Multiparty politics has had an uphill struggle in Uganda, marked by a 19-year ban on party competition from 1986 to 2005. Voters overwhelmingly reinforced the “no-party system” in a 2000 referendum, then reversed themselves in a 2005 referendum that opened the field to political challengers.
According to the 2015 Afrobarometer survey in Uganda, public support for multiparty competition continues to grow: Seven in 10 Ugandans now say that many political parties are needed to ensure that voters have real choices in who governs the country. However, trust in opposition parties, which had been growing alongside popular support for multiparty politics, shows a significant decline in 2015. Further, only one-third of Ugandans say that the opposition “presents a viable alternative vision and plan” for the country, and most Ugandans believe that the ruling party is better able to address problems bedevilling the nation, such as fighting corruption, controlling prices, creating jobs, and improving health care. When asked what they consider the most important difference between the ruling and opposition parties, citizens are about as likely to say they “don’t know” or see “no difference” as they are to cite economic and development policies and the integrity and experience of party leaders.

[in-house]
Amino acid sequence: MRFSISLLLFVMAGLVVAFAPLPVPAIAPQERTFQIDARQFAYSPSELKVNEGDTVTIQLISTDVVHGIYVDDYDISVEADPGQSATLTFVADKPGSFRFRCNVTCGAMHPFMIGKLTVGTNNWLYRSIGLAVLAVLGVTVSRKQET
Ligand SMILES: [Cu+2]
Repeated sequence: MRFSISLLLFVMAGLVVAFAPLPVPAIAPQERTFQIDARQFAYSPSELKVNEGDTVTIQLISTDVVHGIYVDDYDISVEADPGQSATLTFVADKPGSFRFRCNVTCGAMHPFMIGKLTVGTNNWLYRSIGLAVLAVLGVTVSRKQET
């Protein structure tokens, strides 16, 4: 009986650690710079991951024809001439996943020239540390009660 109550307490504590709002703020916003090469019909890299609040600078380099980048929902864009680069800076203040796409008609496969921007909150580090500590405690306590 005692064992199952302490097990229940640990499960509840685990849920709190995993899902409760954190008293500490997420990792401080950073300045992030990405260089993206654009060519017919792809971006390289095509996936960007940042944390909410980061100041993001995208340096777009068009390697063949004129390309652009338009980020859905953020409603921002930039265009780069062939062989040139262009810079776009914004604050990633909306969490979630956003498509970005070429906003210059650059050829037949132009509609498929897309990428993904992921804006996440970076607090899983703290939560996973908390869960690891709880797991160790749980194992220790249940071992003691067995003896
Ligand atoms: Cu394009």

These findings reflect public attitudes expressed in May 2015, well before the February 2016 general elections, in which President Yoweri Museveni claimed a seventh term with about 61% of the vote against 39% for opposition candidates, who alleged fraud and a climate of voter intimidation.